Lou Brissie ran down the early leader and heavy favorite, Twelve Pack Shelly, in the stretch and then pulled away on the outside to a 1 ½-length victory in the $110,300 Kentucky Juvenile Stakes (gr. III) (VIDEO) April 30 at Churchill Downs.
Boys At Tosconova finished second, a neck in front of the fading Twelve Pack Shelly, who set early fractions of :21.92 and 45.17 after taking the early lead from Nina Fever while running along the rail.
It was the second victory in as many career races for Lou Brissie, a 2-year-old chestnut son of Limehouse . Sweeping to the lead inside the eighth pole, Lou Brissis completed five furlongs in :57.80 while being ridden by John Velazquez.
"I didn’t want to be too far back and have too much dirt hitting him and get discouraged," Velazquez said. "Once I got him in the clear and the five-sixteenths pole, he got into a good rhythm and I just kept him there. Down the lane I just had to keep him mind on running. The way his personality is, in the future going longer will be better.”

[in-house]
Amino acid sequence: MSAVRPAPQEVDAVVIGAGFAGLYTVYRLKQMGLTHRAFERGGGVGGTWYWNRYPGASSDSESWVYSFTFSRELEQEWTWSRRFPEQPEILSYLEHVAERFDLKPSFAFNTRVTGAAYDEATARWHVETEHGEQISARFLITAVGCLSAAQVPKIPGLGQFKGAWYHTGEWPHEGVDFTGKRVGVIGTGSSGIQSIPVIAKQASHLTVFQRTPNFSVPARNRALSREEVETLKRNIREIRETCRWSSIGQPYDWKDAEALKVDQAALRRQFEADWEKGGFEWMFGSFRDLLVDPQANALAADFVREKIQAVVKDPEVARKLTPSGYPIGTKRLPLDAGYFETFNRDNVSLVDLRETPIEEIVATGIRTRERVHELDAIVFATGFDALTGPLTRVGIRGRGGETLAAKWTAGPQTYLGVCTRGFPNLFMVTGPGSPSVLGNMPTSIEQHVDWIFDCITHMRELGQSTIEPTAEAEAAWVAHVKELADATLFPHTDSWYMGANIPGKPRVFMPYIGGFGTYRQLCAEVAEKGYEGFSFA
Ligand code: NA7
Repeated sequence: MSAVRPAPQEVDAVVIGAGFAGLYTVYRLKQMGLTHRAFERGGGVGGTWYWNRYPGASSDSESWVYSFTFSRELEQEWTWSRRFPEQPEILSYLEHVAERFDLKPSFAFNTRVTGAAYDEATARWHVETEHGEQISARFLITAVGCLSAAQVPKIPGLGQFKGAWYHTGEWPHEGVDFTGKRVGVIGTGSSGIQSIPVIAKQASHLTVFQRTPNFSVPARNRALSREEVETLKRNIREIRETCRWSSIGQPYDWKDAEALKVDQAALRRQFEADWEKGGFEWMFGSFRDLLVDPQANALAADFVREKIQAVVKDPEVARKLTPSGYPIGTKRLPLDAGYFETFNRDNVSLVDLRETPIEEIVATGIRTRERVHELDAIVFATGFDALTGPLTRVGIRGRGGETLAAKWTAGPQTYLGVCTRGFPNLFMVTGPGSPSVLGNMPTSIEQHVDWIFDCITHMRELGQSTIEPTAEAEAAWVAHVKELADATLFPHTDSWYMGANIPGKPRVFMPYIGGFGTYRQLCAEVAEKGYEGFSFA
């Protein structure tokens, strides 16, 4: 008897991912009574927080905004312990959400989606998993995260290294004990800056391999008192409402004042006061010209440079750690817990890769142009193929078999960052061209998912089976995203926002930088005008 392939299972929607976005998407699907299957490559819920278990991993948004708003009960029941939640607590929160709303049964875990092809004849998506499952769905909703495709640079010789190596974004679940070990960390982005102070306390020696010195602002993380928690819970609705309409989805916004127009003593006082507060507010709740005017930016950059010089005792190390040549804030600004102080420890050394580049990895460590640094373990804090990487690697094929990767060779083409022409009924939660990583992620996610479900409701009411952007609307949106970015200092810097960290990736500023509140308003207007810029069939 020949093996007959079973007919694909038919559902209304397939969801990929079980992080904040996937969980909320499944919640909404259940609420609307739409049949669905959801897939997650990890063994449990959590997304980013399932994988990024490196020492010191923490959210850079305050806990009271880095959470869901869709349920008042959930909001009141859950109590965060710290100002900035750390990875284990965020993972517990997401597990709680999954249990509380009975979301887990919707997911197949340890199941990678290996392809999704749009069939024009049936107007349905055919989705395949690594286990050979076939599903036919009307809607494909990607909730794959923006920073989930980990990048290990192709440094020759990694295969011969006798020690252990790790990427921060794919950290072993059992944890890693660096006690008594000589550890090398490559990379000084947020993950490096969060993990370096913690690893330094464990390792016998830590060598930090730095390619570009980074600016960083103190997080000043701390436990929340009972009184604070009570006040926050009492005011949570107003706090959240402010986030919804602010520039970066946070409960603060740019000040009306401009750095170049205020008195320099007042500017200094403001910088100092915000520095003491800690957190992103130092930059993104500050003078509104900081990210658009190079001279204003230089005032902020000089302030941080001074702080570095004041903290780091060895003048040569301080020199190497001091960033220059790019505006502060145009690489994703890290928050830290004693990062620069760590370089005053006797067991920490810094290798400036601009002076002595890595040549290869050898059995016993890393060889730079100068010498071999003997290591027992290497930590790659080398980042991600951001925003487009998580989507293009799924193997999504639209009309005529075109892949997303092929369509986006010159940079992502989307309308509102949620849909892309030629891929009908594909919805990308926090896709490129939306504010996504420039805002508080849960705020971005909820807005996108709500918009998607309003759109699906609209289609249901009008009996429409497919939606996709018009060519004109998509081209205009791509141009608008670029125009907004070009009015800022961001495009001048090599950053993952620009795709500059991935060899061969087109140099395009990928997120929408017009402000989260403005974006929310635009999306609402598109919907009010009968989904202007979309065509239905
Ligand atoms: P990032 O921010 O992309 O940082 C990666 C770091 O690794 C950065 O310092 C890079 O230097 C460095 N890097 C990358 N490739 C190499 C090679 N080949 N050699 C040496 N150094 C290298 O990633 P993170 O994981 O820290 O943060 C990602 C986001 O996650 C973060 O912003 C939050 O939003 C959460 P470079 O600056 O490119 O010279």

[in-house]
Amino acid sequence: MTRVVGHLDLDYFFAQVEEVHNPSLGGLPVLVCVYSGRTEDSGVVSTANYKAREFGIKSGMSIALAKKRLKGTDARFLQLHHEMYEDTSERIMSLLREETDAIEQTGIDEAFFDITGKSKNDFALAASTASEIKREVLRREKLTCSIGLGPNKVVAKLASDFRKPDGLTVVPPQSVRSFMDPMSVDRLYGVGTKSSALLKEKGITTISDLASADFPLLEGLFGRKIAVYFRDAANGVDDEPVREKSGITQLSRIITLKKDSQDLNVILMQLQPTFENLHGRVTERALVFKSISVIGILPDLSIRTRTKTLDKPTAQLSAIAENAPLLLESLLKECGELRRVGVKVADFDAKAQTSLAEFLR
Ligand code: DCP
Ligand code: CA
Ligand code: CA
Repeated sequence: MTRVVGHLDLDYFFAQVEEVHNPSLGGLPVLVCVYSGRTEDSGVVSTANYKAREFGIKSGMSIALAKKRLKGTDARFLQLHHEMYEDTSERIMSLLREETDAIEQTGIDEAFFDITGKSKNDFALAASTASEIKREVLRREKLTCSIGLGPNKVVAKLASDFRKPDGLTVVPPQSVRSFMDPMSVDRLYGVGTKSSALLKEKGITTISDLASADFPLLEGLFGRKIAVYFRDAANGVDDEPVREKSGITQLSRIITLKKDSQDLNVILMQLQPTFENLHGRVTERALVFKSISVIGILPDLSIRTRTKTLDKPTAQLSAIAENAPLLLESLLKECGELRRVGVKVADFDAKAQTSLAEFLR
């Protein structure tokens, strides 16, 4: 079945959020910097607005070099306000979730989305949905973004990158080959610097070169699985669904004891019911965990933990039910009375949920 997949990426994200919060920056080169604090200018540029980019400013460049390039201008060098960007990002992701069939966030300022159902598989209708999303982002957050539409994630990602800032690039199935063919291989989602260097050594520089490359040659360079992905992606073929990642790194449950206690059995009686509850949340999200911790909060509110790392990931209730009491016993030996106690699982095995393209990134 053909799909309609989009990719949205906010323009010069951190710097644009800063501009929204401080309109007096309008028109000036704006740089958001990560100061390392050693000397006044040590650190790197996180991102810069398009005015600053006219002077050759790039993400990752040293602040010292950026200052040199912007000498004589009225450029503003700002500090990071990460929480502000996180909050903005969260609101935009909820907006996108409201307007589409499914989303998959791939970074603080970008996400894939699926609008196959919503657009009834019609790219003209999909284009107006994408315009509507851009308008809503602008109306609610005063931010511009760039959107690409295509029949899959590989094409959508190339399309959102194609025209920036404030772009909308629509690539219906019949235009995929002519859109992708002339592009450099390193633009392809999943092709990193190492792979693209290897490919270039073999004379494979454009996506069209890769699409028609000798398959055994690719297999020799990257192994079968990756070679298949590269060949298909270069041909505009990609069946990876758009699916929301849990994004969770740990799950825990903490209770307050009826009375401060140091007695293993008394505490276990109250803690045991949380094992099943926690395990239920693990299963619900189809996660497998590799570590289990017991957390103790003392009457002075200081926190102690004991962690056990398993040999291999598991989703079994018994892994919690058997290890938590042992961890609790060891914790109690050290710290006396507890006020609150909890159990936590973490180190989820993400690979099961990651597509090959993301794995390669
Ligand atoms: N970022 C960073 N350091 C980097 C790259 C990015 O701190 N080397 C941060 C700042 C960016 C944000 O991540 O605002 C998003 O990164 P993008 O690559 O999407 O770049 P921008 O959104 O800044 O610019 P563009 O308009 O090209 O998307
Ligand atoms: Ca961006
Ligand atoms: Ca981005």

Lou Brissie broke his maiden April 15 over Keeneland’s synthetic Polytrack surface, defeating No More Yogi's by three-quarters of a length in the 4 1/2-furlong race. Dogwood Stable, which owns Lou Brissie, purchased him for $100,000 from Taylor Made Sales Agency, agent, at the 2009 Fasig-Tipton Kentucky July select yearling auction. Dogwood raced the colt’s sire, a grade II winner.
Lou Brissie, who was the Kentucky Juvenile's third betting choice and ran in fourth during the race's opening stages, paid $9.40, $4.80, and $2.80. Boys At Tosconova returned $7.20 and $3.00 while Twelve Pack Shelly paid $2.40.
Bred in Kentucky by Gulf Coast Farms and trained by Neil Howard, Lou Brissie is out of the Forest Wildcat mare Fearless Wildcat and is a half brother to Fearless Cowboy (by El Corredor), who captured the 2009 Colin Stakes at Woodbine.
This was Howard’s third victory in the Kentucky Juvenile, having saddled Island Escape to victory in 1988 and Summer Squall, also owned by Dogwood, in 1989.
“That’s what they do at Dogwood, they spend the time with them," Howard said. "He acts so much more mature than what he is. He’s a very mature acting kind of horse."
The Kentucky Juvenile was the seventh race on the Kentucky Oaks (gr. I) day card.